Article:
Wait Till You See Me Dance (Graywolf Press, 186 pages) marks Deb Olin Unferth’s second collection of stories, following Minor Robberies (2007). The author of the novel Vacation and the memoir Revolution: The Year I Fell in Love and Went to Join the Sandinistas, Unferth displays a smart and snappy application of the short-short form in this volume of 39 stories—29 of which are fewer than three pages long (and four of which appeared in ZYZZYVA No. 108).
Wait Till You See Me Dance is filled with concise, meaningful sentiments that both entertain and engage the reader in commentary surrounding what it means to survive in today’s world. Touching on topics as varied as gun violence, the unpredictability of success, the complexity of family dynamics, as well as the not-so-complex ideas of privilege, Unferth gravitates toward an array of nuanced subjects.
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Divided into four sections, Wait Till You See Me Dance begins with an immediate blast of wit and charm. In the hilariously frantic “Pets,” the issue of what to do with a pair of undesirable, orphaned turtles comes full circle as dysfunctional mother and son bicker and bond over the task at hand: “Have you been drinking? she says, following him down the hall. Just tell me that. A tall glass of shut-the-fuck-up, he says and goes into his room.” Unferth situates the reader in the epicenter of an outrageous misadventure disguised as surrealism, due to the exaggerated and neurotic tendencies of an alcoholic mother mismanaging the common responsibilities of a broken household.
In “Voltaire Night,” reality is heightened as a professor’s lackluster life is re-ignited upon the installation of a storytelling ritual in which aspiring writers gather, sharing the most tragic events that have shaped their lives. “It became an institution, part of class,” Unferth writes. “Leading up to it, the students conferred. Where should it be held? Should food be involved? And the parameters—the worst thing in the past five years? since Christmas? as a kid? They’d settle in and tell their stories as if we were around a campfire, as if these were the stories of their lives: their disappointments and frustrations, what they’d striven for and hadn’t gotten, the promises made to them that had been broken, the people who were gone or who were still there but changed somehow, not what they’d once been, or perhaps it was the students themselves who had changed.” Accentuating the commonly pessimistic attitudes of writers and what it means to measure one’s success by one’s nightmares, Unferth pulls the reader into a fable-like tale centered around the disturbing lengths some will go to support family.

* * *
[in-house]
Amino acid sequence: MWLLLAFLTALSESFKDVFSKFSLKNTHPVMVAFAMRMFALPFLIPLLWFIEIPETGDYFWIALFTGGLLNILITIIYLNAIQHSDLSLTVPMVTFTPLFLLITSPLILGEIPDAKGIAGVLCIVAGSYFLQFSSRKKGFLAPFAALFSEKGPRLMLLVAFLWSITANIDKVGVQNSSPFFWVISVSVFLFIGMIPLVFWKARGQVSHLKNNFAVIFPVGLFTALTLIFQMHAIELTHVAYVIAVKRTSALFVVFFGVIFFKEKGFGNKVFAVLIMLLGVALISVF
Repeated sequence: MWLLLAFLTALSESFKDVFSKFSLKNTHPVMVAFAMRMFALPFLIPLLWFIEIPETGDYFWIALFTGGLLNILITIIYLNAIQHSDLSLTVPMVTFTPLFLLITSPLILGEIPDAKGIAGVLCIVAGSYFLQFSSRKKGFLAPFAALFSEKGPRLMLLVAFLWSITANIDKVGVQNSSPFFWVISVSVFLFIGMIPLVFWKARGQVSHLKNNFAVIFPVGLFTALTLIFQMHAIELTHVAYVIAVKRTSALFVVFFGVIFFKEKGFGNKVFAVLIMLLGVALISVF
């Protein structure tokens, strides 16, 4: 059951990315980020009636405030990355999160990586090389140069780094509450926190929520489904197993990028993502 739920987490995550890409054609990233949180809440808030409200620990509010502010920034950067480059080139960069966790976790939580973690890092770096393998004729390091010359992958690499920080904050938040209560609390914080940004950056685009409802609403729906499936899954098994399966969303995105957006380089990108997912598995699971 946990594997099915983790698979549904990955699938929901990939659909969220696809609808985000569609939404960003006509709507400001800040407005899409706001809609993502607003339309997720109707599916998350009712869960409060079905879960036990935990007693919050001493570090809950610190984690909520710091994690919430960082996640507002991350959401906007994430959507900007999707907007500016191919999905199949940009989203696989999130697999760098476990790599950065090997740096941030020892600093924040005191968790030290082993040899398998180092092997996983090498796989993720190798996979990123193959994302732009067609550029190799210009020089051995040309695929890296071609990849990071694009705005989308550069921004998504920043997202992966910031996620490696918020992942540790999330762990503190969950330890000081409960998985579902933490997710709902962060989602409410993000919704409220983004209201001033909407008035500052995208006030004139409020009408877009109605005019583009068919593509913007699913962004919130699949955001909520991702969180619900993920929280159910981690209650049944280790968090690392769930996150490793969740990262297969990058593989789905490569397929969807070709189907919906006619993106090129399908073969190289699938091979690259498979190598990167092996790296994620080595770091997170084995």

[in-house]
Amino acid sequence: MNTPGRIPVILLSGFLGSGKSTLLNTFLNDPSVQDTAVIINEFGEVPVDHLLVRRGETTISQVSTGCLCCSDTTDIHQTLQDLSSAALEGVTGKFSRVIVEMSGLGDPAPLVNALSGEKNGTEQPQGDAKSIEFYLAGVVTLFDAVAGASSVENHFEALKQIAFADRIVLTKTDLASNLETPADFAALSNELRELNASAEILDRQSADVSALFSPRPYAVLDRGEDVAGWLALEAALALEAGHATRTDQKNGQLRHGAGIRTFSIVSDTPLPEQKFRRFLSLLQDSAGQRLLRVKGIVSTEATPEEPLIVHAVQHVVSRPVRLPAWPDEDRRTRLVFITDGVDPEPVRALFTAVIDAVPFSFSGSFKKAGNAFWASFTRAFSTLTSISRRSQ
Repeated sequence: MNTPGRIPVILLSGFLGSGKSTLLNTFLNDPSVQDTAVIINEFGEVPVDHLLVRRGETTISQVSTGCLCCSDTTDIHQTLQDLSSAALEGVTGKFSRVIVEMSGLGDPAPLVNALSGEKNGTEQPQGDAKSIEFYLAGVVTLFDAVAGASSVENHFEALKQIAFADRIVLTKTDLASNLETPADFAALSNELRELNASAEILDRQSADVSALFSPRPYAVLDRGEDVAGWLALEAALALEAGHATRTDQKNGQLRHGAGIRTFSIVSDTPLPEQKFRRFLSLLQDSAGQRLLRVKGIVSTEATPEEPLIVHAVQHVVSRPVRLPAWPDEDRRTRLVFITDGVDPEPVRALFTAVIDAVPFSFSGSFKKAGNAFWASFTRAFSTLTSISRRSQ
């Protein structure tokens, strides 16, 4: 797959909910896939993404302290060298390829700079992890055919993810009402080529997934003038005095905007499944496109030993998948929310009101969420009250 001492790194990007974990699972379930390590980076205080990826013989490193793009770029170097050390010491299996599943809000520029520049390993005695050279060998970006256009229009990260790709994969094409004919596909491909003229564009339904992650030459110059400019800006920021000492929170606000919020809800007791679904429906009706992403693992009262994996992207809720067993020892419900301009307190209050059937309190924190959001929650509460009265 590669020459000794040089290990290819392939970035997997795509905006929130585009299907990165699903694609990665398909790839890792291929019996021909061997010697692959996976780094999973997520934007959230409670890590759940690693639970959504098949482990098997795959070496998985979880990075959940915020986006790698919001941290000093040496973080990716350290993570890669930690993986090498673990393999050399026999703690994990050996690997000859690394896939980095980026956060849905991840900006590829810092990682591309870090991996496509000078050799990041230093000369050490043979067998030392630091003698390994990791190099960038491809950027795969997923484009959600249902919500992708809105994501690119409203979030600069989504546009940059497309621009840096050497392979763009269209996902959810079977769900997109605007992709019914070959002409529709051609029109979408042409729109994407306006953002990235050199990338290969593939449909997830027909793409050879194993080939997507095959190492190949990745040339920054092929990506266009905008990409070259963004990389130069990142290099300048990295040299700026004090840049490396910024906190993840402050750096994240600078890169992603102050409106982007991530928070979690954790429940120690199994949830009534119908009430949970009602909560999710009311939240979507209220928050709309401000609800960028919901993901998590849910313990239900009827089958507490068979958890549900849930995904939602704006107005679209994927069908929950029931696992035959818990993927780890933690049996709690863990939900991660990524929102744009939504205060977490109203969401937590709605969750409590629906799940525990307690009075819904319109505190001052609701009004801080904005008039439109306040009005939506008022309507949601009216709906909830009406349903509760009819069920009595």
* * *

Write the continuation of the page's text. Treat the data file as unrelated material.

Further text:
And in “Mr. Simmons Takes a Prisoner,” a failing father and husband misdirects his love and attention toward a young inmate. Reminiscent of Kevin Spacey’s role in American Beauty, Mr. Simmons flails desperately, attempting to ameliorate his poor performance at home by forcefully bettering the circumstances of an unrequited, oblivious love interest. Stockpiling reading lists, cigarettes, stamps and other goods for his appointed prisoner, Mr. Simmons determinedly pours what’s left of his soul into the future of Sally Baum, a woman who fails to see anything beyond the tip of her nose, reminding readers of the devastating effects of narcissism and heartbreak.
What makes this collection most entertaining, besides the obvious mastery of humor, is Unferth’s knack for meshing unique and often relatable experiences with a highly observant, endearing narrator. While the characters within her stories aren’t always the most dazzling of personalities, it’s clear each player, whether minute or major, has a well-thought backstory, as well as set of ideals and heartfelt intentions for the way in which he or she navigates life.
Bumbling by, doing the best they can, Unferth’s characters are filled with strength and heart. (“It may seem like I was being heroic here, trying to save this kid,” one of them says at one point, “but the truth is I was just grateful to be feeling something.”) While some may be quick to judge the unknown, or even act unkindly toward others, it is their ability to be shown up, proven wrong, and accept defeat in their attempts at condensing the people and instances around them, that wins out in the end.